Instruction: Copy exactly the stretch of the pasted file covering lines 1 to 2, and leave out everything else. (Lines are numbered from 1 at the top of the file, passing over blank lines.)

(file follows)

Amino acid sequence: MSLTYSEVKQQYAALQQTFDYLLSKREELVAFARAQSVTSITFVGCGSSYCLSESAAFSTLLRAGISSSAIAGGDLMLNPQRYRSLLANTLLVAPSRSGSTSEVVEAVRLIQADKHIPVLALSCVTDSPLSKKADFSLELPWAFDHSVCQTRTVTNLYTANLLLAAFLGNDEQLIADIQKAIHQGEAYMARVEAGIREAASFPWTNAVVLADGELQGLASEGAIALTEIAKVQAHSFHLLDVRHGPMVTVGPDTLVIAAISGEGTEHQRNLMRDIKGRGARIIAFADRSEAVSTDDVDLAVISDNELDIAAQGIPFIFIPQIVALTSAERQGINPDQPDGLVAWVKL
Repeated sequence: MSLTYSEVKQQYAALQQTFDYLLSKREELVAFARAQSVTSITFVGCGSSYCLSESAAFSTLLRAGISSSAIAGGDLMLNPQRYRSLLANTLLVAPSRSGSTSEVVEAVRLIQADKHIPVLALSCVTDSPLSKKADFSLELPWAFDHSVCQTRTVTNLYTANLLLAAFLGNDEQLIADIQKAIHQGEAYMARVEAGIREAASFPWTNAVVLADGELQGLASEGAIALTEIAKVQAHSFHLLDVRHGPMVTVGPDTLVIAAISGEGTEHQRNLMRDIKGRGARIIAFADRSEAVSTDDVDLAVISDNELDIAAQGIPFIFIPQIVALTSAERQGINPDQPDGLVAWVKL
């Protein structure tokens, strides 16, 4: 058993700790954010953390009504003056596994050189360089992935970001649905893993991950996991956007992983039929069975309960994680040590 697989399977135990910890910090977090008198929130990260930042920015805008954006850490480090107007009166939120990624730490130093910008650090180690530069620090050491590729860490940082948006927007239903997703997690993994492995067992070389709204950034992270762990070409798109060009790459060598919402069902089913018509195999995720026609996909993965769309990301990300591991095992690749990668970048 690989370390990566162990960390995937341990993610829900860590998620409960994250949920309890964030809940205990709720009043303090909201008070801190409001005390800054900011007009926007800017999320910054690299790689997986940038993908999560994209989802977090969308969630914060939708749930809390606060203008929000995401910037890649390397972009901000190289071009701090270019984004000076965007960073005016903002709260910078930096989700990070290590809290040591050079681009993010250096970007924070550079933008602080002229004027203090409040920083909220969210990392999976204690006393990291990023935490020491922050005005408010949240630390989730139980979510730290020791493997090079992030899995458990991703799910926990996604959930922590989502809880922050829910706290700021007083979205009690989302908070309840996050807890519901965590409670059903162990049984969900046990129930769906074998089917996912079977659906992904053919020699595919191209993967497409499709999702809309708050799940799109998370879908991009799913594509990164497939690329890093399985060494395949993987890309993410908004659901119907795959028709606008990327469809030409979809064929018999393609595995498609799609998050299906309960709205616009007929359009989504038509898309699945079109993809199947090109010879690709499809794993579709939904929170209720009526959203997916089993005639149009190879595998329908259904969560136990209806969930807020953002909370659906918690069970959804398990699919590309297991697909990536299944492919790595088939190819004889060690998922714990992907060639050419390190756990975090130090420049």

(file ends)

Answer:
Amino acid sequence: MSLTYSEVKQQYAALQQTFDYLLSKREELVAFARAQSVTSITFVGCGSSYCLSESAAFSTLLRAGISSSAIAGGDLMLNPQRYRSLLANTLLVAPSRSGSTSEVVEAVRLIQADKHIPVLALSCVTDSPLSKKADFSLELPWAFDHSVCQTRTVTNLYTANLLLAAFLGNDEQLIADIQKAIHQGEAYMARVEAGIREAASFPWTNAVVLADGELQGLASEGAIALTEIAKVQAHSFHLLDVRHGPMVTVGPDTLVIAAISGEGTEHQRNLMRDIKGRGARIIAFADRSEAVSTDDVDLAVISDNELDIAAQGIPFIFIPQIVALTSAERQGINPDQPDGLVAWVKL
Repeated sequence: MSLTYSEVKQQYAALQQTFDYLLSKREELVAFARAQSVTSITFVGCGSSYCLSESAAFSTLLRAGISSSAIAGGDLMLNPQRYRSLLANTLLVAPSRSGSTSEVVEAVRLIQADKHIPVLALSCVTDSPLSKKADFSLELPWAFDHSVCQTRTVTNLYTANLLLAAFLGNDEQLIADIQKAIHQGEAYMARVEAGIREAASFPWTNAVVLADGELQGLASEGAIALTEIAKVQAHSFHLLDVRHGPMVTVGPDTLVIAAISGEGTEHQRNLMRDIKGRGARIIAFADRSEAVSTDDVDLAVISDNELDIAAQGIPFIFIPQIVALTSAERQGINPDQPDGLVAWVKL